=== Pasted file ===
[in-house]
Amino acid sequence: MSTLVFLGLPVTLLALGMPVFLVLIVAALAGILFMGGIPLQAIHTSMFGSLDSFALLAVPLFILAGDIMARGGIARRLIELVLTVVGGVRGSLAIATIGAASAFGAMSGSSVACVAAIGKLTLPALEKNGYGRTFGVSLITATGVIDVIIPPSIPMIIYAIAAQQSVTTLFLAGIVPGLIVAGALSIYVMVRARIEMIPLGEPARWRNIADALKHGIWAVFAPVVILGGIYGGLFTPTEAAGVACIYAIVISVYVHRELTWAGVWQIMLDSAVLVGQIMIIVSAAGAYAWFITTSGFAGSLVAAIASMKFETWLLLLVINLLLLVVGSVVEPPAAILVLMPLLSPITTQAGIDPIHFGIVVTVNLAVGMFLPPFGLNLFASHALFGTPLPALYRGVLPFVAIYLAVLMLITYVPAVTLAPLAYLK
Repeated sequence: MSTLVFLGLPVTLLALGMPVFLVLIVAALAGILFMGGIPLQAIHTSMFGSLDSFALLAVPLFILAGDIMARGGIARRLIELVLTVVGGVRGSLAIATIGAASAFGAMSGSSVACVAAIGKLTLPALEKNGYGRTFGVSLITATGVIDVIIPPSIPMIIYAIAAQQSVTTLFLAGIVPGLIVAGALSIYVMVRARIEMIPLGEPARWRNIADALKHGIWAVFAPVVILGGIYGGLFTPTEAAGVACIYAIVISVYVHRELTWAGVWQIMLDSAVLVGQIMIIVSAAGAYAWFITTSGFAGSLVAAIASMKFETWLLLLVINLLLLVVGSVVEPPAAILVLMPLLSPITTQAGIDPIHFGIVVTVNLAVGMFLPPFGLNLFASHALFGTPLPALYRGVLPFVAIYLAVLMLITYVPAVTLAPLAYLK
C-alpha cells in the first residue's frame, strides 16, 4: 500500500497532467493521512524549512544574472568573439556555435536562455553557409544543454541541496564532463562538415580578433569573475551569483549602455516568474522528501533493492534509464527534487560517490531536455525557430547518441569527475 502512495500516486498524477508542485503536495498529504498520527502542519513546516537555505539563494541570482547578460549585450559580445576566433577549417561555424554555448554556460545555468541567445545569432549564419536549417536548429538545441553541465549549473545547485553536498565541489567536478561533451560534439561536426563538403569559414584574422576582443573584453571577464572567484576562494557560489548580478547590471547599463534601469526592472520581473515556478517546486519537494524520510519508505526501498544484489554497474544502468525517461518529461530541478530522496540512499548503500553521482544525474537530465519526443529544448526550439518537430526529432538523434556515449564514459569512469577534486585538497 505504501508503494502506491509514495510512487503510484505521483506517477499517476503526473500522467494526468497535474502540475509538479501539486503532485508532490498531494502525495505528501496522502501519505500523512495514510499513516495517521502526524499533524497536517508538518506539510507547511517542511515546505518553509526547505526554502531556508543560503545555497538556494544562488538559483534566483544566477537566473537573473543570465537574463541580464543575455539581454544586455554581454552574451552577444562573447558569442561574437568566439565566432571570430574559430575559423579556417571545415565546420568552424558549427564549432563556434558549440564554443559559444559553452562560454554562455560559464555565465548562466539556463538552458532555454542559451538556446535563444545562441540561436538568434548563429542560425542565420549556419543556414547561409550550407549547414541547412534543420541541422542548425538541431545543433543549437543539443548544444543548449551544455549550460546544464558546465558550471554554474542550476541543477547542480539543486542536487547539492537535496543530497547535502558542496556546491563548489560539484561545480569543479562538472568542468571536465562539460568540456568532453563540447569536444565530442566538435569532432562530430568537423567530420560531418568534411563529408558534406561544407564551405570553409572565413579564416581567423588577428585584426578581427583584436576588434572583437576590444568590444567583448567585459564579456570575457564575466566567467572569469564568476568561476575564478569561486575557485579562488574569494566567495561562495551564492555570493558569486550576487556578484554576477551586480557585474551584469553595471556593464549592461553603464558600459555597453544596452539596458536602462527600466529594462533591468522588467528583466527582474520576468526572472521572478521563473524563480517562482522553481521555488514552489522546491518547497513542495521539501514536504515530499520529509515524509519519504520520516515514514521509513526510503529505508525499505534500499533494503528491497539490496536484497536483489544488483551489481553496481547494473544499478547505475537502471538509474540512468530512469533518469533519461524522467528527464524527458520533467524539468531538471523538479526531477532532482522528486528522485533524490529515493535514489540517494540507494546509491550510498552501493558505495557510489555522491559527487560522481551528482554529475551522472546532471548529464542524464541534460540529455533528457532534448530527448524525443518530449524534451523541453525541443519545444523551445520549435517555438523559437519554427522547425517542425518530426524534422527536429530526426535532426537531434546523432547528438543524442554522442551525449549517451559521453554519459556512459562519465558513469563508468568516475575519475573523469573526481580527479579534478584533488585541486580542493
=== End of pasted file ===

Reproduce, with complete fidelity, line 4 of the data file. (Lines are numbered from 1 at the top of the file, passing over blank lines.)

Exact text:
C-alpha cells in the first residue's frame, strides 16, 4: 500500500497532467493521512524549512544574472568573439556555435536562455553557409544543454541541496564532463562538415580578433569573475551569483549602455516568474522528501533493492534509464527534487560517490531536455525557430547518441569527475 502512495500516486498524477508542485503536495498529504498520527502542519513546516537555505539563494541570482547578460549585450559580445576566433577549417561555424554555448554556460545555468541567445545569432549564419536549417536548429538545441553541465549549473545547485553536498565541489567536478561533451560534439561536426563538403569559414584574422576582443573584453571577464572567484576562494557560489548580478547590471547599463534601469526592472520581473515556478517546486519537494524520510519508505526501498544484489554497474544502468525517461518529461530541478530522496540512499548503500553521482544525474537530465519526443529544448526550439518537430526529432538523434556515449564514459569512469577534486585538497 505504501508503494502506491509514495510512487503510484505521483506517477499517476503526473500522467494526468497535474502540475509538479501539486503532485508532490498531494502525495505528501496522502501519505500523512495514510499513516495517521502526524499533524497536517508538518506539510507547511517542511515546505518553509526547505526554502531556508543560503545555497538556494544562488538559483534566483544566477537566473537573473543570465537574463541580464543575455539581454544586455554581454552574451552577444562573447558569442561574437568566439565566432571570430574559430575559423579556417571545415565546420568552424558549427564549432563556434558549440564554443559559444559553452562560454554562455560559464555565465548562466539556463538552458532555454542559451538556446535563444545562441540561436538568434548563429542560425542565420549556419543556414547561409550550407549547414541547412534543420541541422542548425538541431545543433543549437543539443548544444543548449551544455549550460546544464558546465558550471554554474542550476541543477547542480539543486542536487547539492537535496543530497547535502558542496556546491563548489560539484561545480569543479562538472568542468571536465562539460568540456568532453563540447569536444565530442566538435569532432562530430568537423567530420560531418568534411563529408558534406561544407564551405570553409572565413579564416581567423588577428585584426578581427583584436576588434572583437576590444568590444567583448567585459564579456570575457564575466566567467572569469564568476568561476575564478569561486575557485579562488574569494566567495561562495551564492555570493558569486550576487556578484554576477551586480557585474551584469553595471556593464549592461553603464558600459555597453544596452539596458536602462527600466529594462533591468522588467528583466527582474520576468526572472521572478521563473524563480517562482522553481521555488514552489522546491518547497513542495521539501514536504515530499520529509515524509519519504520520516515514514521509513526510503529505508525499505534500499533494503528491497539490496536484497536483489544488483551489481553496481547494473544499478547505475537502471538509474540512468530512469533518469533519461524522467528527464524527458520533467524539468531538471523538479526531477532532482522528486528522485533524490529515493535514489540517494540507494546509491550510498552501493558505495557510489555522491559527487560522481551528482554529475551522472546532471548529464542524464541534460540529455533528457532534448530527448524525443518530449524534451523541453525541443519545444523551445520549435517555438523559437519554427522547425517542425518530426524534422527536429530526426535532426537531434546523432547528438543524442554522442551525449549517451559521453554519459556512459562519465558513469563508468568516475575519475573523469573526481580527479579534478584533488585541486580542493